A nomadic existence across Europe then followed, and for a number of years he travelled with his guitar and busked for a living. He soon ended up in Cardiff by chance, and it was here where he met his future wife Jackie in a Wimpy restaurant. They got married just four weeks later. After enjoying spells in both Sardinia and London, the pair finally settled down in the former Welsh pit village of Pentwynmawr with their three children – Joe, Sonia and Melissa.

Under Enzo’s guidance, Joe retired unbeaten after 46 wins and held world titles in two weight classes (Getty)

Much like Enzo himself, Joe’s first taste of boxing came through his father, as he tested his fists by punching palms and pads at the family home. Joe and his two sisters were forced to deal with discriminatory abuse throughout their childhoods; however, it was this bullying that led Enzo and his son to the Newbridge Boxing Club when Joe was just nine. Paul Williams was his first trainer, although Enzo soon took up the reins and an era of amateur dominance followed.

By scrapping his pursuit for musical success, Enzo dedicated his life to his son’s sport and also took over at the Newbridge gym. It was inside this glorified shed where he sharpened his own craft and also the skills of of others, earning his way to the top through graft and initiative.

Despite being a novice in the world of training, the musically gifted Enzo provided the energy needed to breathe life into his son’s career. He demanded combinations of fix, six, and seven punches, and his southpaw fighter was only happy to deliver. He remarkably shaped the career of a champion.

2007 saw Enzo named Coach of the Year at the BBC Sports Personality of the Year awards, a title he also won from The Ring magazine and the Boxing Writers Association of America that same year. Three years later he was made an MBE for services to boxing. He is survived by his wife, Jackie, his children and three siblings, Sergio, Uccio and Alba.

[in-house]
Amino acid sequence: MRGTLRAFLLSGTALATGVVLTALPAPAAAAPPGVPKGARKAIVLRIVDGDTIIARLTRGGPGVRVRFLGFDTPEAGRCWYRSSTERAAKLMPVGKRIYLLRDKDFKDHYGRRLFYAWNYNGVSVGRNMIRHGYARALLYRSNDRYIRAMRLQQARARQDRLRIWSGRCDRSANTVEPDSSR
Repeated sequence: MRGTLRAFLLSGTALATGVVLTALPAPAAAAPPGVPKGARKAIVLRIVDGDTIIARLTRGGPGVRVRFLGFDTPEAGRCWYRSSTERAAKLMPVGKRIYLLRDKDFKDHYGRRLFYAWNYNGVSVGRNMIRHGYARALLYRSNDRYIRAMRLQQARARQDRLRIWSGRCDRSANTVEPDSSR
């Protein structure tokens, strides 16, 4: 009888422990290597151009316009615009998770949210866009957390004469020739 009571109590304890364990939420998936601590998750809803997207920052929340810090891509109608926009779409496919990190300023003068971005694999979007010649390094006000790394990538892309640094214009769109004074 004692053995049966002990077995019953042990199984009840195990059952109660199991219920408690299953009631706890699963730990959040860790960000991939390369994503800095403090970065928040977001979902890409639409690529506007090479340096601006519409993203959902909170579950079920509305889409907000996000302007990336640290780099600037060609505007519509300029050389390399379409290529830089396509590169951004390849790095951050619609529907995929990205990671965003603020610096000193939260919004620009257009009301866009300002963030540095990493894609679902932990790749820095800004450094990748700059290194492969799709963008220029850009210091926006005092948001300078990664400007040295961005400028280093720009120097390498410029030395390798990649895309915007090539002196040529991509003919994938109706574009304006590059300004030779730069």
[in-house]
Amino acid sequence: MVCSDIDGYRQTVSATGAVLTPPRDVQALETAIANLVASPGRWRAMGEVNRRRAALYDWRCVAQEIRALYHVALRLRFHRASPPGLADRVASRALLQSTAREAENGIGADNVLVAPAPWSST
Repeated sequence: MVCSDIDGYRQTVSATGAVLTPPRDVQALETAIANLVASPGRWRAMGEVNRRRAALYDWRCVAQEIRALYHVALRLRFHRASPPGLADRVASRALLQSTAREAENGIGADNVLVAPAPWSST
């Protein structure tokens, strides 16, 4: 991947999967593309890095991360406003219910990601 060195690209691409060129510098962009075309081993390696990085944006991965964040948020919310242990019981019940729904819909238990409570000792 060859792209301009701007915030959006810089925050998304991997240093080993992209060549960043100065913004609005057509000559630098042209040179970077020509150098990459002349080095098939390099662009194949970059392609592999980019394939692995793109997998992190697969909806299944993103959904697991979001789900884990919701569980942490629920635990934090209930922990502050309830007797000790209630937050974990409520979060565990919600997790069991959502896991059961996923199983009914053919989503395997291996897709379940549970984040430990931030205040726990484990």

Enzo and Joe Calzaghe were a pair that fitted each other perfectly, hand in glove – a complete contrast of character playing a key role in their long-term partnership and success. Unorthodox in his style, personality and credentials, Enzo was a celebrated figure within the world of boxing. Since his death, there has been messages of condolences from Tyson Fury, Nathan Cleverly and Tony Bellew to name just a few.

The wholehearted support of his father was never lost on Joe, and he dedicated his International Boxing Hall of Fame induction to Enzo in 2014. After thanking his family, he described his father as his “trainer and best friend”, someone “who’s been with me since day one, kicking me up the arse and pushing me”.

He was the man to nurture this sparkling talent, squeezing every last drop out of his fighter, and also himself. A sweet televised moment between the two then followed, as Joe held his arm around his father, who wept tears of pride and was too choked to speak. As a sporting, family duo, they achieved something truly remarkable.

Enzo Calzaghe, boxing trainer, born 1 January 1949, died 17 September 2018